Other penalty slips are scribbles and signatures on plain paper. Some mention the word bicycle, others do not. The slips do not mention the amount of the fine, which is usually between Rs 100 and Rs 120. This is a princely sum for cyclists who are daily-wage workers or belong to the lower-middle class, like Ganguly. This arbitrary system of fines, which borders on extortion, further delegitimises urban bicycles. Both orchestrated and ad hoc penalty drives impair livelihoods.
Ganguly has created a collage of his penalty slips on placards. In 2015 and 2016, he attended street-corner protests and gatherings organised by various local associations that want all Kolkata’s roads to be open to cyclists. Here, he would display his placards.
Early this year, the Ashoka emblem vanished from new penalty slips. And along with it, official accountability for fines gathered since 2008.
Getting by in Kolkata
Notwithstanding the attempts to push cycles off Kolkata’s roads, the city’s informal spatial economies ensure that bicycles continue to ply on streets bearing no-cycling signs, even in the presence of traffic constables.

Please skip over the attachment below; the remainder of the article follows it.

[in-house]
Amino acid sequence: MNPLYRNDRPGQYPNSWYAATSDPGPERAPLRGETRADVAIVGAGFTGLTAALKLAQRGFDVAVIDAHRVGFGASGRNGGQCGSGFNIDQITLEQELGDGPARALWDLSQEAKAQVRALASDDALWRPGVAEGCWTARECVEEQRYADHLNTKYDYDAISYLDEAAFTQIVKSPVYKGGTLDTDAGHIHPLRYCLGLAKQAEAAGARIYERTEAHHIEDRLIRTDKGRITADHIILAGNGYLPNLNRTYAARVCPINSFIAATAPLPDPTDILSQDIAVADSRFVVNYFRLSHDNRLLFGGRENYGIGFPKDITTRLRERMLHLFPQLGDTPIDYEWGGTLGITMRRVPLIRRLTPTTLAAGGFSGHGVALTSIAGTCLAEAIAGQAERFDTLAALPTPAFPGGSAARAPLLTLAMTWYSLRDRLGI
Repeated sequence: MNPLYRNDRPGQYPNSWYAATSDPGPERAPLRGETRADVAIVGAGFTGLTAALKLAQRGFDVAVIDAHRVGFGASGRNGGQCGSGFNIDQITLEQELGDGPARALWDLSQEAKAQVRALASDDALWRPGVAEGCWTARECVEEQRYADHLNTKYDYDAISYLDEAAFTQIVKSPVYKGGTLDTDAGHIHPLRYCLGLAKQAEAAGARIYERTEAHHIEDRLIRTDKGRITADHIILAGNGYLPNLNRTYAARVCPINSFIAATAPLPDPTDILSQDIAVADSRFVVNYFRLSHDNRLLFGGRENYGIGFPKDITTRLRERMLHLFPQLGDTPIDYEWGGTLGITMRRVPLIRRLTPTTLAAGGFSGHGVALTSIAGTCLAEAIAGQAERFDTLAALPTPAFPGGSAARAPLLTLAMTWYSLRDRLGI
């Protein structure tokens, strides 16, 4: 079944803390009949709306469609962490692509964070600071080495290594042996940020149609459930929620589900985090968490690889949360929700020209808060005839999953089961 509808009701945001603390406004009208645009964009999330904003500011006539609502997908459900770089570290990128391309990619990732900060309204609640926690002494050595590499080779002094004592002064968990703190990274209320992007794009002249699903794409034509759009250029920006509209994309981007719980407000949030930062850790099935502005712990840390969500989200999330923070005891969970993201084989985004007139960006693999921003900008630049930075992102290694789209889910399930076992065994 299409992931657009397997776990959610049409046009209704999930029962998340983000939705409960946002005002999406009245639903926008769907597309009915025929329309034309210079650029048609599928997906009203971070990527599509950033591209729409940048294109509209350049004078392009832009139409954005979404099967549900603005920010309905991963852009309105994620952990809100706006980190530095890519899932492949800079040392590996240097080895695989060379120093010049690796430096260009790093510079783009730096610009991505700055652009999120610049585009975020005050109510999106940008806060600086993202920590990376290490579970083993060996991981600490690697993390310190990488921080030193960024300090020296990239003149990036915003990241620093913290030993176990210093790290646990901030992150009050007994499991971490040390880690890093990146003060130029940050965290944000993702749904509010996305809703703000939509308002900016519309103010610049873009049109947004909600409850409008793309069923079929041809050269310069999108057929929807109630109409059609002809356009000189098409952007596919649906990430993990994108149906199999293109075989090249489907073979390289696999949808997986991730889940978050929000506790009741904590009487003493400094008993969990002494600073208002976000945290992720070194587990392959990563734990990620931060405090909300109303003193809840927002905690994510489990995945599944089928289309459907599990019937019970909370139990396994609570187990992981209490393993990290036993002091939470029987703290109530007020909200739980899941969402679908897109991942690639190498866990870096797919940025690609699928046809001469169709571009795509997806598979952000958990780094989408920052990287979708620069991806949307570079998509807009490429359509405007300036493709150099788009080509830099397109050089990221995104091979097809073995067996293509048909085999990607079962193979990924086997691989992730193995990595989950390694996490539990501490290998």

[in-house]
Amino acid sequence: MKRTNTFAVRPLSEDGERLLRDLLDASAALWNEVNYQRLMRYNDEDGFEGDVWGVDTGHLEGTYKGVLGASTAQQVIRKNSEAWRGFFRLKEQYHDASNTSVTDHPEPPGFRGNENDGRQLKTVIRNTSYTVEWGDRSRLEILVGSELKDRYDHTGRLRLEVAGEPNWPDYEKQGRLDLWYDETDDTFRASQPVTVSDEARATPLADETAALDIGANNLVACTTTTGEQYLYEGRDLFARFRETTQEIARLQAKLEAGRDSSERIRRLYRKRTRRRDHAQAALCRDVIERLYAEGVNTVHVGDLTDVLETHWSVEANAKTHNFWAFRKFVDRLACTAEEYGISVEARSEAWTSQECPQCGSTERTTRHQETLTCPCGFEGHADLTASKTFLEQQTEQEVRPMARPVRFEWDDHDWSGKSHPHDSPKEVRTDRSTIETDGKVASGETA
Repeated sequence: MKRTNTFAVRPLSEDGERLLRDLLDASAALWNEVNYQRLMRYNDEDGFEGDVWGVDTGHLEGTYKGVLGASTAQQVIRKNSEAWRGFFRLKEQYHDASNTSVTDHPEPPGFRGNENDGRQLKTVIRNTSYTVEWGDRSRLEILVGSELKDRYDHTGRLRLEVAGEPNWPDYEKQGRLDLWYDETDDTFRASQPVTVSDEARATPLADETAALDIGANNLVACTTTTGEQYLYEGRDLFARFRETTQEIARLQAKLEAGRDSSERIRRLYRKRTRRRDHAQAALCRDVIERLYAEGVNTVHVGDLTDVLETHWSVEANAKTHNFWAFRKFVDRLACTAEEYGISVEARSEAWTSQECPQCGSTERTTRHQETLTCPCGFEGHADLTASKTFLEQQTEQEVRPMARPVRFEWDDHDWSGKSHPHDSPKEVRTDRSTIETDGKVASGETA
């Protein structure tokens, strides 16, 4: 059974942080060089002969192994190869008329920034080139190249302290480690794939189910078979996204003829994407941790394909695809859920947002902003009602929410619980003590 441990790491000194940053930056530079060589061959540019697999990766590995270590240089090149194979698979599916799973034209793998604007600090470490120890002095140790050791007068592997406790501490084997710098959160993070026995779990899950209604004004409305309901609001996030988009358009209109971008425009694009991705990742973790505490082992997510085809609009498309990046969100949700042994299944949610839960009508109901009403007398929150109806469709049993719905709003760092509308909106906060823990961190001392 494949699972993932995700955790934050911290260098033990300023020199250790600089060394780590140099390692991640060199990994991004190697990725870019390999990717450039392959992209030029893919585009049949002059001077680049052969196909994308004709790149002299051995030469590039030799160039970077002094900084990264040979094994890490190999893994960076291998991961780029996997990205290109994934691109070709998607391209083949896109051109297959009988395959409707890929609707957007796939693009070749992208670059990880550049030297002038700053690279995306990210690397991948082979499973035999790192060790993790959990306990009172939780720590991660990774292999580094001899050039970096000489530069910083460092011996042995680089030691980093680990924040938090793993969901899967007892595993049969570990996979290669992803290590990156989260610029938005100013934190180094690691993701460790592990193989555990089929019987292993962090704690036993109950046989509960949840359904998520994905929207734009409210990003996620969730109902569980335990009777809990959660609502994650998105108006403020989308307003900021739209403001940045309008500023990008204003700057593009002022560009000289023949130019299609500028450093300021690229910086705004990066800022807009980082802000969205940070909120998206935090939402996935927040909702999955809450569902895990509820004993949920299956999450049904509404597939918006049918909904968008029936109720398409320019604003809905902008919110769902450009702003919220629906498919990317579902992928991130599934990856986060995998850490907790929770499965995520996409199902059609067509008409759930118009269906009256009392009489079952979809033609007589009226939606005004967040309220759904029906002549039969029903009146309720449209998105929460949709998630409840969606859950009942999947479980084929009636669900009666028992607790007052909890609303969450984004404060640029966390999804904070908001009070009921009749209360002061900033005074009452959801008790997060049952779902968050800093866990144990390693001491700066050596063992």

Daily-wage earning cyclists negotiate their right of passage with traffic police officers. They alight from their bicycles, walk on pavements, and then cycle again. Others negotiate passage for a monthly bribe. Cyclists dodge constables. Some salute them. Some cyclists also recount that constables are so scared of the city’s 600 closed-circuit television cameras at traffic junctions and of Chief Minister Mamata Banerjee’s men watching over them, that they decline bribes. A combination of these factors tells us why Ganguly is still able to cycle to work without being fined.
Kolkata’s cycling policies are also ambiguous.
The Trinamool Congress government’s Sobooj Sathi or Green Companion initiative – a free bicycle distribution programme – is aimed at reducing the drop-out rates of students of Classes 9-12 in government schools by giving them bicycles to ride to school.
Thus, while educational policies encourage urban cycling, traffic policies prohibit it.
Citizens seize initiative
Nevertheless citizens seem determined to keep bicycling alive in Kolkata.
On the morning of January 15, 150 cyclists gathered in front of a North Kolkata local club. The Kolkata Cycle Samaj, a citizen’s platform, had convened the city’s fourth annual cycle rally where students, professionals, and daily wage workers chanted, “bicycles for the environment”, “bicycles for love” and “bicycles for protest” as they cycled for almost 45 km through the city.
Their energetic, voices echoed down the city’s roads and reminded city dwellers of the value of the bicycle that is slowly being rendered invisible on Kolkata’s roads.
Malini Sur is an anthropologist and a faculty member at the Institute of Culture and Society, Western Sydney University. She has recently completed Life Cycle, a documentary on Kolkata’s cycles.